• Review SEQ assignment "Was harsh peace settlement imposed on Germany in 1919 necessary?"

SS4.1.3 Singapore's Diplomacy

Topic: Managing Peace and Security - Diplomacy & Deterrence
Essential Question: How does diplomacy and deterrence help us manage our national security?

1. Complete notes for this chapter by 20 Jan (next Tue)

1. Review of SEQ: How far was the ideological difference between North and South Korea the cause of the Korean War? Explain your answer. [12] [Recall Lesson]
2. SBQ on China-Japan History Textbook conflict (45mins to be completed in class)

Understanding goals:
How does Singapore manage international relations?
  • Bilateral diplomacy: FTAs, Humanitarian aid & cultural exchange
  • Regional diplomacy: ASEAN, APEC, AFTA, ARF
  • International diplomacy: UNCLOS, SC & GA, UNPK

How would you represent Singapore's diplomacy with a Venn diagram?


Monday, January 12, 2009

What you don't know about Gaza

By Rashid Khalidi

NEARLY everything you have been led to believe about Gaza is wrong. Below are a few essential points that seem to be missing from the conversation, much of which has taken place in the press, about Israel's attack on the Gaza Strip.

  • The Gazans: Most of the people living in Gaza are not there by choice. The majority of the 1.5 million people crammed into the roughly 360 sq km of the Gaza Strip belong to families that came from towns and villages outside Gaza like Ashkelon and Beersheba. They were driven to Gaza by the Israeli Army in 1948.

  • The occupation: The Gazans have lived under Israeli occupation since the Six Day War in 1967. Israel is still widely considered to be an occupying power, even though it removed its troops and settlers from the strip in 2005. Israel still controls access to the area, imports and exports, and the movement of people in and out. Israel has control over Gaza's air space and sea coast, and its forces enter the area at will. As the occupying power, Israel has the responsibility under the Fourth Geneva Convention to see to the welfare of the civilian population of the Gaza Strip.

  • The blockade: Israel's blockade of the strip, with the support of the United States and the European Union, has grown increasingly stringent since Hamas won the Palestinian Legislative Council elections in January 2006. Fuel, electricity, imports, exports and the movement of people in and out of the Strip have been slowly choked off, leading to life-threatening problems of sanitation, health, water supply and transportation.

    The blockade has subjected many to unemployment, penury and malnutrition. This amounts to the collective punishment - with the tacit support of the US - of a civilian population for exercising its democratic rights.

  • The ceasefire: Lifting the blockade, along with a cessation of rocket fire, was one of the key terms of the June ceasefire between Israel and Hamas. This accord led to a reduction in rockets fired from Gaza from hundreds in May and June to a total of fewer than 20 in the subsequent four months (according to Israeli government figures). The ceasefire broke down when Israeli forces launched major air and ground attacks in early November; Six Hamas operatives were reported killed.

  • War crimes: The targeting of civilians, whether by Hamas or Israel, is potentially a war crime. Every human life is precious.

    But the numbers speak for themselves: Nearly 700 Palestinians, most of them civilians, have been killed since the conflict broke out at the end of last year. In contrast, there have been around a dozen Israelis killed, many of them soldiers. Negotiation is a much more effective way to deal with rockets and other forms of violence. This might have occurred had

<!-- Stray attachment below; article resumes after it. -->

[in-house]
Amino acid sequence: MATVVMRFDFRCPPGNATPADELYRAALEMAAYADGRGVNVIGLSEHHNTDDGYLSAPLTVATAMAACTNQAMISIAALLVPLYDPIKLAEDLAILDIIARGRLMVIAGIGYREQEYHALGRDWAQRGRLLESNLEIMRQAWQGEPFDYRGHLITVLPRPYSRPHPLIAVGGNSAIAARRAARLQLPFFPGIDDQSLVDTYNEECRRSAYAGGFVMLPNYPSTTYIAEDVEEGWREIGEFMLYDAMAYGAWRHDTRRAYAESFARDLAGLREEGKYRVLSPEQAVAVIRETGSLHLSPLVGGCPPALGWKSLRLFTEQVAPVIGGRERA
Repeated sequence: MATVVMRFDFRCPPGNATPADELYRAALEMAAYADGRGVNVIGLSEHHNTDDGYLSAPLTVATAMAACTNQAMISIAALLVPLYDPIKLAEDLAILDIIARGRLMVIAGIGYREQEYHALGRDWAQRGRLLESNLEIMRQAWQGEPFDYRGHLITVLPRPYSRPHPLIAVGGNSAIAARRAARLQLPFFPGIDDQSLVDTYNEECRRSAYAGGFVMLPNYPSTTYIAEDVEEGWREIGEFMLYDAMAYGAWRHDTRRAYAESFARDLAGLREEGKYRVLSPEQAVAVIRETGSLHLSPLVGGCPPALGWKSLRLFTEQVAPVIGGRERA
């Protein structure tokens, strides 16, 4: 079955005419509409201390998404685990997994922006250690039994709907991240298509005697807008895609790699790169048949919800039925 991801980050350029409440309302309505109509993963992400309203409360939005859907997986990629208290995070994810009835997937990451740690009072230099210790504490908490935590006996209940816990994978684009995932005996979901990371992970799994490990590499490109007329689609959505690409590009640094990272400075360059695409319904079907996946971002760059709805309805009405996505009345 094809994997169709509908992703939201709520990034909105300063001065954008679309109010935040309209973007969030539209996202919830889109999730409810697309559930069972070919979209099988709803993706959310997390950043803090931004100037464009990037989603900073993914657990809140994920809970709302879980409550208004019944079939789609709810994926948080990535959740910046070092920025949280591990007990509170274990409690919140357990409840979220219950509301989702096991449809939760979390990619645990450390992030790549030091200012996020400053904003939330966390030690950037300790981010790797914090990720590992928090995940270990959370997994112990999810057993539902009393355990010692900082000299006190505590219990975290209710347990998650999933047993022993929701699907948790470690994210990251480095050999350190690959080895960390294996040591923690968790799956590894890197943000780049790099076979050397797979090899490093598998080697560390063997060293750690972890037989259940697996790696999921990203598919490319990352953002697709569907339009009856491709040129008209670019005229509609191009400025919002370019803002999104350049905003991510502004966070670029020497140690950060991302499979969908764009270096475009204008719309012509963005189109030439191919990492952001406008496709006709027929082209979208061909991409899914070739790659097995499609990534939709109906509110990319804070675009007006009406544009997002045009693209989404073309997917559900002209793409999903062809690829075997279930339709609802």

Israel fulfilled the terms of the June ceasefire and lifted its blockade of the Gaza Strip.

    This war on the people of Gaza is not really about rockets. Nor is it about 'restoring Israel's deterrence', as the Israeli press might have one believe. Far more revealing are the words of Mr Moshe Yaalon, then the Israeli Defence Forces chief of staff, in 2002: 'The Palestinians must be made to understand in the deepest recesses of their consciousness that they are a defeated people.'

    The writer is a professor of Arab studies at Columbia University.


  • Sunday, January 11, 2009

    SS4.1.2 Causes of International Conflicts

    Topic: Managing Peace and Security - Diplomacy & Deterrence

    Essential Question: How does diplomacy and deterrence help us manage our national security?

    1. Complete notes for this chapter by 13 Jan (next Tue)

    Understanding goals:
    1. Why do conflicts occur among countries?
    2. What other examples can you think of?
    3. What is conflict?
    • territories: India-China
    • resources: Iceland-Britain
    • ideology: North & South Korea
    • history?

    4. Identify current examples of international conflicts. What are the causes?

    Assessment: SEQ
    a) To what extent were ideological differences between North and South Korean the cause of the Korean War? [12] (GCEO2004)

    'Decisive blow' on Tigers

    The ministry had already announced that the rebels were facing near 'extinction' after security forces captured their main political headquarters of Kilinochchi last week. -- PHOTO: AFP

    COLOMBO - SRI Lankan security forces were ready to deal a 'decisive blow' to the remaining Tamil Tiger positions following the capture of the highly strategic Elephant Pass, the defence ministry said on Saturday.

    After four days of fierce fighting, government forces on Friday established full control over Elephant Pass, also known as EPS, which links the Jaffna peninsula with the rest of the mainland.

    'The fall of EPS has deprived the Liberation Tigers of Tamil Eelam (LTTE), the most crucial strategic ground, at the 'Jaffna gateway', following an eight year occupation,' the ministry said.

    'Troops are now poised at launching a decisive blow at the remaining LTTE strong points at Mulliyan, Chempiyanpattu, Chundikulam and Kaddaikadu.'